A Renaissance Man
In this second collection of short stories, essays and poems, noted Chicago trial lawyer Peter M. Katsaros writes about Chicago's natural beauty and classy design as the Paris of America, probes the dark alleys of race discrimination and corruption in the state courts and then, refusing to allow despair to overcome him, turns to his favorite topic—his Greek heritage.
Katsaros fears that law in Chicago may only be the illusion of justice. The lead story’s Judge Donut, a corpulent jurist who is a pimple on the face of lady justice, exemplifies the problem. But is Judge Donut truly a caricature, or might he fit in a little too well at the Daley Center?
Are the state courts in Chicago mired in corruption, indifference, mediocrity or a stew of all three? How many Chicago lawyers look at their clients like gold to be mined? The author challenges the reader, detectives and investigative journalists to find out.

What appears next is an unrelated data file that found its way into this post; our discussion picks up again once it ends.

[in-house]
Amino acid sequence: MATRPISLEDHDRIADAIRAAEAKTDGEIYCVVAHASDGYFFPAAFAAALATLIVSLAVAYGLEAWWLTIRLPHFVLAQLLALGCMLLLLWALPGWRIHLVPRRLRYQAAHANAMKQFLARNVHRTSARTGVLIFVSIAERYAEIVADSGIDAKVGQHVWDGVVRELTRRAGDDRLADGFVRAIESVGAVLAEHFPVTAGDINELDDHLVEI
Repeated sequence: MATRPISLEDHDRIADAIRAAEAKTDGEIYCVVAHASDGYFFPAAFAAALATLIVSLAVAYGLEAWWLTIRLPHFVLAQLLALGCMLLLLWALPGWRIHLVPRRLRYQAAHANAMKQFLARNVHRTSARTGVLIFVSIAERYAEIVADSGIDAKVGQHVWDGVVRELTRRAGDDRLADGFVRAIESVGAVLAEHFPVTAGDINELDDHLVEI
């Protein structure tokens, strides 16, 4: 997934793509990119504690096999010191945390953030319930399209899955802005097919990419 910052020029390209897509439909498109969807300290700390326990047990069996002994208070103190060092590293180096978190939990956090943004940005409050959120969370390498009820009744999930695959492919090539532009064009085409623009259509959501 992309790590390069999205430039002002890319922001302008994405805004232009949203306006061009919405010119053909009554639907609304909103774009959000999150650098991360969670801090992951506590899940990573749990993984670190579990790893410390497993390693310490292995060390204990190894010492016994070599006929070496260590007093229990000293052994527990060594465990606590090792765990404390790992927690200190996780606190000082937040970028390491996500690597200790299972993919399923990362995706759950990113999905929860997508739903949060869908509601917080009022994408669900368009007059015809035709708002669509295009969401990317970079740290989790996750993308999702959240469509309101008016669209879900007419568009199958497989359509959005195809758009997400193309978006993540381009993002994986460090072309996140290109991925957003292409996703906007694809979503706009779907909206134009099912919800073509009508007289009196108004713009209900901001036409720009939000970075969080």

In the tradition of Harry Mark Petrakis, Mike Royko, Nelson Algren and Studs Terkel, Katsaros writes about the struggles facing 21st century Chicago. ls it a city on the make or a city on the take? Or is it both?
Peter Katsaros displays a buoyancy and toughness that Chicagoans need to rid their town of its corrupt ways once and for all. He then turns tender and personal, speaking in both prose and poetry about the things nearest to his heart. A Renaissance Man is a fast, fun read that will leave you feeling like you just had lunch with the author in Greektown. As he told his wife when they first met, he promises to be entertaining.